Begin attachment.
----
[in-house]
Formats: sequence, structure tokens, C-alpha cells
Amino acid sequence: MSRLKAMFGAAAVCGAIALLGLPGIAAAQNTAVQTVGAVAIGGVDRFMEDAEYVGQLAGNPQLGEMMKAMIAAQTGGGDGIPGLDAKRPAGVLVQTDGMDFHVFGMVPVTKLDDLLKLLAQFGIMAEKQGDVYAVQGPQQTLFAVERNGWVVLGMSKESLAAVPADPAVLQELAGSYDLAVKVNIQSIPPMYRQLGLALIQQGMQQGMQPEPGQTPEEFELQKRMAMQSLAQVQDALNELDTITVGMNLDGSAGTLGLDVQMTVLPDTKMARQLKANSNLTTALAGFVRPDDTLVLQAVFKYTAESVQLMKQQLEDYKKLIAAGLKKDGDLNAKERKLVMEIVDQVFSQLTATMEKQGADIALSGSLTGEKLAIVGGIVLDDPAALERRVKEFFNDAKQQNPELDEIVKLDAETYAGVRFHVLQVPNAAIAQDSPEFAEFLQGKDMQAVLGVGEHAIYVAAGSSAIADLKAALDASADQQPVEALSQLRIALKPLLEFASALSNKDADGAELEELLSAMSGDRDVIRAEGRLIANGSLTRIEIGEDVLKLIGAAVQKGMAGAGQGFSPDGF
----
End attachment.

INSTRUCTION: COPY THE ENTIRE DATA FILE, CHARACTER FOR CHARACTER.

[in-house]
Formats: sequence, structure tokens, C-alpha cells
Amino acid sequence: MSRLKAMFGAAAVCGAIALLGLPGIAAAQNTAVQTVGAVAIGGVDRFMEDAEYVGQLAGNPQLGEMMKAMIAAQTGGGDGIPGLDAKRPAGVLVQTDGMDFHVFGMVPVTKLDDLLKLLAQFGIMAEKQGDVYAVQGPQQTLFAVERNGWVVLGMSKESLAAVPADPAVLQELAGSYDLAVKVNIQSIPPMYRQLGLALIQQGMQQGMQPEPGQTPEEFELQKRMAMQSLAQVQDALNELDTITVGMNLDGSAGTLGLDVQMTVLPDTKMARQLKANSNLTTALAGFVRPDDTLVLQAVFKYTAESVQLMKQQLEDYKKLIAAGLKKDGDLNAKERKLVMEIVDQVFSQLTATMEKQGADIALSGSLTGEKLAIVGGIVLDDPAALERRVKEFFNDAKQQNPELDEIVKLDAETYAGVRFHVLQVPNAAIAQDSPEFAEFLQGKDMQAVLGVGEHAIYVAAGSSAIADLKAALDASADQQPVEALSQLRIALKPLLEFASALSNKDADGAELEELLSAMSGDRDVIRAEGRLIANGSLTRIEIGEDVLKLIGAAVQKGMAGAGQGFSPDGF